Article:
What to expect from identity management in 2021

Identity management was top of mind for IT departments in 2020 thanks to the COVID pandemic. What impact will those initial decisions have for companies heading into 2021, and what changes will have to take place over time because of them?

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This is a contributed article by Greg Keller, Chief Technology Officer, JumpCloud.

Making predictions for 2021 is a challenge after everything that took place in 2020, both expected and unexpected. For the world of identity management, the focus will still be on how to control access, but this will be more complicated due to all the changes taking place in 2020. Here are five predictions around how things will change around identity, and how companies will ensure that the right person has access to the right applications from the right device and the right location.

Prediction #1 - Work will be different in 2021

It’s obvious, but the world of work will change in the next year. Although some offices will reopen and some staff will go back, many employees will either remain in their home offices or take more flexible approaches. This flexibility will help companies keep their staff productive, and it will also benefit individuals who don’t have to commute to work without a good reason.

In 2021, this will lead to changes in how work is structured and managed. Managers will assess results, rather than assessing employee time in the office. Employees will likely require a suite of collaboration and other tools alongside each other to work effectively and to accommodate partner or customer preferences. This will make standardisation harder, and make centrally managing identities for multiple services more crucial to keep employees productive.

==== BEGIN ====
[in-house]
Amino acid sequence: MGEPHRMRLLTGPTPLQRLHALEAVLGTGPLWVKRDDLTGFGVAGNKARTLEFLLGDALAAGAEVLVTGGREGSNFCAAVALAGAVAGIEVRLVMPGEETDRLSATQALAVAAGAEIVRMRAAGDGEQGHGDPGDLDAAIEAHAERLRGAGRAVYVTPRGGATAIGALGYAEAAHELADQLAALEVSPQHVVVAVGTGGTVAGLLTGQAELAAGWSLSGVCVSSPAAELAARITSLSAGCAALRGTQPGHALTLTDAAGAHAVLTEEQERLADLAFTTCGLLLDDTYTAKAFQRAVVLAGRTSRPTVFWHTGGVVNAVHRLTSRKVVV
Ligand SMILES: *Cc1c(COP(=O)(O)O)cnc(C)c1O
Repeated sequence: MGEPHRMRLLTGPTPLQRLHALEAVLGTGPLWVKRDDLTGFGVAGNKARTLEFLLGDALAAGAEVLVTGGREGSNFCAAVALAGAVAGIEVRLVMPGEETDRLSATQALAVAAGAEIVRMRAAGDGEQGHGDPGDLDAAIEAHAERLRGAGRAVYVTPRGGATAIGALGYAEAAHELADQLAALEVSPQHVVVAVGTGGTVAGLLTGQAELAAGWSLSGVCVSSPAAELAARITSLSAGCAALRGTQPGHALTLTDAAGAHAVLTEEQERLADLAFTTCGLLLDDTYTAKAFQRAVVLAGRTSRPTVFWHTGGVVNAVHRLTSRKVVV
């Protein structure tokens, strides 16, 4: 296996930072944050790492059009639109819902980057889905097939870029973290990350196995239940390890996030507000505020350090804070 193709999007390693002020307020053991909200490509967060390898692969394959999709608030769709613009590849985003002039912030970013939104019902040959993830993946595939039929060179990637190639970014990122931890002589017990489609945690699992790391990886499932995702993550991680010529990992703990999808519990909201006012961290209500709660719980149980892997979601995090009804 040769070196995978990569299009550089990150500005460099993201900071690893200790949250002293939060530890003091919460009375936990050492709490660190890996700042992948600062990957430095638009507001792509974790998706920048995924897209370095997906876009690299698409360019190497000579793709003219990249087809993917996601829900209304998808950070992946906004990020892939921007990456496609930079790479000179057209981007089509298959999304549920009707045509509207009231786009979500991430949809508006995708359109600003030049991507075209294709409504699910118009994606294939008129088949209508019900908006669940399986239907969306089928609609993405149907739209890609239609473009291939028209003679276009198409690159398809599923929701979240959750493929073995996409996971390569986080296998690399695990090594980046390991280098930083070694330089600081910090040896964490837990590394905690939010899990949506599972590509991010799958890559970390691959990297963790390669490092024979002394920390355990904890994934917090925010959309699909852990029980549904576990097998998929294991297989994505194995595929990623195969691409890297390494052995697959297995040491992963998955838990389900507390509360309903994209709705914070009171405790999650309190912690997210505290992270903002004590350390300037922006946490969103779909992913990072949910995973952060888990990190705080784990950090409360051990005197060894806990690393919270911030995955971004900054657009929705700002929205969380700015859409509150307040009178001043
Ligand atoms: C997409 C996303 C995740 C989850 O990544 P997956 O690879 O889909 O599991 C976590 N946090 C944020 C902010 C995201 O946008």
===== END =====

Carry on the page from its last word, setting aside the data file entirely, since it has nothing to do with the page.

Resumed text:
Prediction #2 - Technology choice and selection will be driven by convenience and heterogeneity

Over the past decade, the vendors and products that companies use have expanded into a very broad set of solutions, ushering in a wave of cloud-born and based solutions challenging their historically on-premise-managed predecessors. Today, the combination of cloud infrastructure providers like AWS providing cheap solutions for compute and storage, and Google Workspace for collaboration apps and productivity tools, offers a new standard. Alongside these cloud-based services, macOS is growing as a default operating system as a preferred environment to work within and the wide array of tools to help deploy and manage them which only a few years ago were non-existent given Microsoft Windows’ dominance in the workplace.

As these companies grow, they have to consider security and access control. Traditionally, this would have been done using Microsoft’s Active Directory. However, with increasingly heterogeneous environments and technology services, Active Directory is less effective than it once was in the industry maturity curve. Active Directory increasingly requires identity bridges and add ons, creating room for a vibrant market of more modern, cloud native identity and access management platforms.

Prediction #3 - Security will involve more Zero Trust

Zero Trust is a model for security initially developed and popularised by Forrester. It encourages security designs that don’t make assumptions about the security of any particular component in order to minimise risk, and does so principally by challenging the user to verify that it is really them attempting to gain access to a corporate resource.